The good news is that not only the scale of the climate threat (and thus of the required reorganizational challenge) have been underestimated; so have available —tried and tested— solutions, beyond the alternative energy systems that are already being deployed. This is crucial, for in social action it is solutions that often define the problem, rather than the other way around: a 2ºC rather than a 1.5ºC limit to global warming is being touted because few if any informed observers deem 1.5º to be technically feasible.

But as we shall see at the end of this “extended briefing,” absence of a solution does not mean it doesn’t exist. Only that it is probably not where we have been looking. For it is emerging in a different part of the world, indeed in a different world ...that gives us a glimpse of a safe future and of a “post-industrial” civilization rooted in the land.

But the scale of the threat at 2ºC explains why Cristiana Figueres, the UN’s top climate official, once explicitly warned that "If we are not headed to 1.5°C we are in big, big trouble."

Two years after the 2°C target was adopted, Cristiana Figueres, the executive secretary of the United Nations’ Framework Convention on Climate Change (UNFCCC), declared that "Two degrees is not enough – we should be thinking of 1.5C. If we are not headed to 1.5C we are in big, big trouble."

Why has she since dropped the issue, when her job is to protect a livable climate: to preserve the future —not to endorse whatever politicians come up with, even if it amounts to the “suicide pact” against which Ban Ki-moon once warned us while calling for “revolutionary thought” and “revolutionary action” to avert disaster ?

  • (hypothesis 1)

    The lenses of institutional analysis point to an obvious suspect. The social role of both Cristiana Figueres and Ban Ki-moon is to foster accord: a kind of power protocol job that has habituated them to find and articulate consensus. After a lifetime of consensus-seeking habits, skills and views, this becomes second nature —it is only a small exaggeration to say that they are programmed for it.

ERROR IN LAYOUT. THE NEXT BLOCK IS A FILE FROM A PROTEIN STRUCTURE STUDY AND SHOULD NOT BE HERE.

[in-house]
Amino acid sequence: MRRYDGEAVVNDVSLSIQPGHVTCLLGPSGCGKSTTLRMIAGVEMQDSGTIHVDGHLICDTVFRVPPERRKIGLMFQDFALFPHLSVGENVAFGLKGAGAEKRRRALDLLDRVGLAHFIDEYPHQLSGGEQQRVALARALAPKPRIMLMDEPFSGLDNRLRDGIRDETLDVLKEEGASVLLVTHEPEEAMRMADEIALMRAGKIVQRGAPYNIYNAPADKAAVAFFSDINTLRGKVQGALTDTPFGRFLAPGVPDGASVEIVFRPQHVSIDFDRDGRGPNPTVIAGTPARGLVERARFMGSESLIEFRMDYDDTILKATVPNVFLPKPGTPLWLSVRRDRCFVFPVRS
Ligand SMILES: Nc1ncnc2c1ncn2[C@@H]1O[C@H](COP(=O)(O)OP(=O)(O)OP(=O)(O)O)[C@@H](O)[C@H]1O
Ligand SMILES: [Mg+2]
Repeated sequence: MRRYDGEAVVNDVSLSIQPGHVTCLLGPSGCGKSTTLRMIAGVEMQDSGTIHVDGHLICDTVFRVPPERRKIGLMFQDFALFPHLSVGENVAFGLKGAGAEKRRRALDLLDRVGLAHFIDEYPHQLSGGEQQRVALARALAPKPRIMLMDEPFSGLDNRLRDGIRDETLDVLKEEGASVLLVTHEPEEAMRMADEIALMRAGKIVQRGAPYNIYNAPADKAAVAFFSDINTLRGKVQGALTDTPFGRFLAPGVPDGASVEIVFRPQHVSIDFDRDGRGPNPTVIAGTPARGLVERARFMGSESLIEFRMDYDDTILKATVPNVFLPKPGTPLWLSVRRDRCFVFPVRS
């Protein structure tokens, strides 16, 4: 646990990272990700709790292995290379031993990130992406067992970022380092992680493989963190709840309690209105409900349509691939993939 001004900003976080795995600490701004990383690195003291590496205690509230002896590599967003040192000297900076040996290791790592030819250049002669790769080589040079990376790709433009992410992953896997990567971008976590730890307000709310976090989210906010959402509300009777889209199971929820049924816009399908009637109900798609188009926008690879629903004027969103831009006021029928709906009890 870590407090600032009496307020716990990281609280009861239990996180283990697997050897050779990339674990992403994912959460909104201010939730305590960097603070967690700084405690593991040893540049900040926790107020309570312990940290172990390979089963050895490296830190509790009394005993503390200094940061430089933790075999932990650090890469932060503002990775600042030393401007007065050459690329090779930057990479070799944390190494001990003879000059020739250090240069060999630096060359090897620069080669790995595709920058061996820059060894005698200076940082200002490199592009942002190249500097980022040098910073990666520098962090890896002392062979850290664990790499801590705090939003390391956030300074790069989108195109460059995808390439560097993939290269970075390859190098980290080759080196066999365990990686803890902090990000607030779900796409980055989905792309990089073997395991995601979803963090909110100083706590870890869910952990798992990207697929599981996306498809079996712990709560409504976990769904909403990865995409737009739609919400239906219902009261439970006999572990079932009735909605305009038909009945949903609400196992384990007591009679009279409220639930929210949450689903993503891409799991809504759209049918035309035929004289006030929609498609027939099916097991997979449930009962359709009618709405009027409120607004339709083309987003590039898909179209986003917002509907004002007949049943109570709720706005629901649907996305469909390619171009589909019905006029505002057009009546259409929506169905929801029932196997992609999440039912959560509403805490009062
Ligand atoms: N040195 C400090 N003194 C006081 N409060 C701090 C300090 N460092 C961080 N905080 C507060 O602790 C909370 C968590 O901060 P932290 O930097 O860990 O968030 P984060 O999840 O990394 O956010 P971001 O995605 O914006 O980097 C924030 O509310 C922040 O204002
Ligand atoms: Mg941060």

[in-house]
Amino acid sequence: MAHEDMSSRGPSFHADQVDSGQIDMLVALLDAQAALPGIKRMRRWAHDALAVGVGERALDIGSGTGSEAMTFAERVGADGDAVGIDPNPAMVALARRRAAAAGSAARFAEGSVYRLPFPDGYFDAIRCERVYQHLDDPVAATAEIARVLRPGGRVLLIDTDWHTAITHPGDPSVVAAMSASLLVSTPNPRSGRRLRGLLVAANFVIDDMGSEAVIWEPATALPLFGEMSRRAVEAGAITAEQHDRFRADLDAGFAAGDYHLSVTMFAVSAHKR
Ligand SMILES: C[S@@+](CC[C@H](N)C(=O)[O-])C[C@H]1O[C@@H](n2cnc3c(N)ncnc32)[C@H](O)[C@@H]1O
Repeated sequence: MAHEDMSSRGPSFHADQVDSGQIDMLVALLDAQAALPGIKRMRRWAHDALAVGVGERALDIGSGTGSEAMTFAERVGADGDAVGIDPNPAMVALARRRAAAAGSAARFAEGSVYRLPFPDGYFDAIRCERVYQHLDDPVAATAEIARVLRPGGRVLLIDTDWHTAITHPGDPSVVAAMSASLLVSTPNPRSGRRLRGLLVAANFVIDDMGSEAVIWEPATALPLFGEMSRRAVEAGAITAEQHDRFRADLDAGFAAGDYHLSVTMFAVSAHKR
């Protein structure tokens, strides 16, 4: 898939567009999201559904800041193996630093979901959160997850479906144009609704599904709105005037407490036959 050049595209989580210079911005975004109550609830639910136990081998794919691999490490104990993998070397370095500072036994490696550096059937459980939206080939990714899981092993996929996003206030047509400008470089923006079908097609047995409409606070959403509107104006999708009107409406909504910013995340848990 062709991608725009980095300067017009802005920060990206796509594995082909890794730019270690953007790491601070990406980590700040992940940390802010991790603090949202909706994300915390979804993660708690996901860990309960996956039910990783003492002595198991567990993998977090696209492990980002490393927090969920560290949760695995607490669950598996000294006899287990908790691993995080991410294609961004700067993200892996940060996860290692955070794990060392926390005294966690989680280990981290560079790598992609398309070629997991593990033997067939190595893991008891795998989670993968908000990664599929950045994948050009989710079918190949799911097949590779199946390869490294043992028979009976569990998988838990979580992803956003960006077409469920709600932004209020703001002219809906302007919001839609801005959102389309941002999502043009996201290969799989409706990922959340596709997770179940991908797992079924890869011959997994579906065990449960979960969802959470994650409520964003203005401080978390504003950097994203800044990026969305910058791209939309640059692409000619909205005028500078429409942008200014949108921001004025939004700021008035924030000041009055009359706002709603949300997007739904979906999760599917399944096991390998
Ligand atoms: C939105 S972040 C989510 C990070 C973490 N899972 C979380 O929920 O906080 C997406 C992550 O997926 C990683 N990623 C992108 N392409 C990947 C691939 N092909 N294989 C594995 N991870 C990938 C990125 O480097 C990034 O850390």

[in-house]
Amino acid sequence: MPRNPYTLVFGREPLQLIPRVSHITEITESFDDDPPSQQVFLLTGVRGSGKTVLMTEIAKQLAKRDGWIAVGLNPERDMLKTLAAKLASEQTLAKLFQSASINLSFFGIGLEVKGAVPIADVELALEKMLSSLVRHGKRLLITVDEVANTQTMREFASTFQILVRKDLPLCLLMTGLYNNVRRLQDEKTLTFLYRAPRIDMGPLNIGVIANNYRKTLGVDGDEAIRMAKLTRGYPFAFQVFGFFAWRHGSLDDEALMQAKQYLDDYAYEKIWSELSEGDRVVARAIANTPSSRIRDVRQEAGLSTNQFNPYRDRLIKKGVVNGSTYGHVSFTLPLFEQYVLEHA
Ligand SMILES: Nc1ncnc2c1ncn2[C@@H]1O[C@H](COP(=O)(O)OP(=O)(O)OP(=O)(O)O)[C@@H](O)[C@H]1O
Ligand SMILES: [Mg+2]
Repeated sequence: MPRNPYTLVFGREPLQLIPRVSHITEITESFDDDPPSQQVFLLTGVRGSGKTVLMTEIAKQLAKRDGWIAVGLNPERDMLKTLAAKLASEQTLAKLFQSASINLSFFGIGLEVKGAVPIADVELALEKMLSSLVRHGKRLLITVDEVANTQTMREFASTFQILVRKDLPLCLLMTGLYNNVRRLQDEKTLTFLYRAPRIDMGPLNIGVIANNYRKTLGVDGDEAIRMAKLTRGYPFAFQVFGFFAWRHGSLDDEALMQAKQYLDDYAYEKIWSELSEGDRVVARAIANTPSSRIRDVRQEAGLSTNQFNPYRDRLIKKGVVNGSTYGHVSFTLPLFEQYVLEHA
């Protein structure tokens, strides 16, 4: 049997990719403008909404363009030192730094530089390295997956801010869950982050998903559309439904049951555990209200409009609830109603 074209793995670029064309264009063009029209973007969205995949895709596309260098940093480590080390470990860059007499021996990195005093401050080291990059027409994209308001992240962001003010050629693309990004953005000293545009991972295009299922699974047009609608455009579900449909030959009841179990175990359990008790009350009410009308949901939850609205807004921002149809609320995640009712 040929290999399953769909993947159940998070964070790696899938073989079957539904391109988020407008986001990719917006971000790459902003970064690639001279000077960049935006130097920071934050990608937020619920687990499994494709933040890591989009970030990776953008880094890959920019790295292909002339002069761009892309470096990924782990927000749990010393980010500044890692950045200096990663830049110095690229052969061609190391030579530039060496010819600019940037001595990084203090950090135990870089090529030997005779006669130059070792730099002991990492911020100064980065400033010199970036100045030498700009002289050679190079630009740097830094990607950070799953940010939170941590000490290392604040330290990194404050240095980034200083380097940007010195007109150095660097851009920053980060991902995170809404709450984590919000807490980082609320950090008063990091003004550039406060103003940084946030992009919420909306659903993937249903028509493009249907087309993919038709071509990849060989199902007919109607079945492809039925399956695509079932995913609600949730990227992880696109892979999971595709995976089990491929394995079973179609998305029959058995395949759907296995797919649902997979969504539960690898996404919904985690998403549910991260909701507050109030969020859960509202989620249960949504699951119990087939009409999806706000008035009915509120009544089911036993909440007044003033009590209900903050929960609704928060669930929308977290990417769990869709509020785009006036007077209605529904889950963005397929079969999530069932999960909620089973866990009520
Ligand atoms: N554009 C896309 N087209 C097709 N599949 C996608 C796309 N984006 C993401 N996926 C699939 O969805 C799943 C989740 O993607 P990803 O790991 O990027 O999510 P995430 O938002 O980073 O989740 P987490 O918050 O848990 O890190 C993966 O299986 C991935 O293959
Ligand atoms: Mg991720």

The problem with any consensus-based organization arises when consensus –or worse, unanimity– requires the blessing of the ignorant, retarded or mentally deranged, of opportunists, profiteers or thieves, or of self-serving bullies. Spelling out the common good then requires calling and marginalizing the causes of disorder. The problem thus becomes unsolvable for anyone formatted to seek and endorse the approval from the causes of disorder. In plain English: when defining safe pollution levels requires the approval of the polluters who stand to lose billions of dollars, their role is, well, doomed. In this protocol post —lacking executive capacity, armies, appropriate budgets, or even a vote on issues— one would have to be a magician.

    But do they fully realize the power they have as symbols of human purpose? It is chemically pure cultural power: no more —but also no less— than a rostrum for humanity’s voice. That power is apparent in what would be just about the only thing they could actually do in the scenario where the drama is playing out: the shockwaves from their boisterous resignation over anything beyond a 1.5° norm, say, or even better, beyond an independent panel of scientists. For that would propel climate awareness from the periphery into mainstream political discourse. Questions concerning the substance or structure of inter-national relations indeed lie beyond their procedural mandate. But the core of this mandate is a safe temperature. Which changes everything.

    Such a coup de théâtre would bring Nature to the scene, that the Parties forgot to invite to the negotiations. It reminds everybody of the common purpose that they are there to fulfil to begin with, while disallowing the causes of its disruption.

    Habituated to power, political representatives from around the world forget that Nature does not negotiate, let alone comply with the wishes of Power, or even of a unanimous Humanity. They might as well outlaw earthquakes

    Of course, nobody in his or her right mind would bet on some resounding gesture or declaration —a “clear message” in the lingo— that propels the spread of awareness: that’s the stuff of which heroes are made, not civil servants. You can’t expect that from mortals like the rest of us. Then again, one never knows what “hero within” might suddenly awaken…

  • (Hypothesis 2):

The 2ºC “guardrail” convened in Copenhagen 2009, first conjectured in 1975, was adopted by EU policy in 1996 on the basis of its human impacts. What few know is that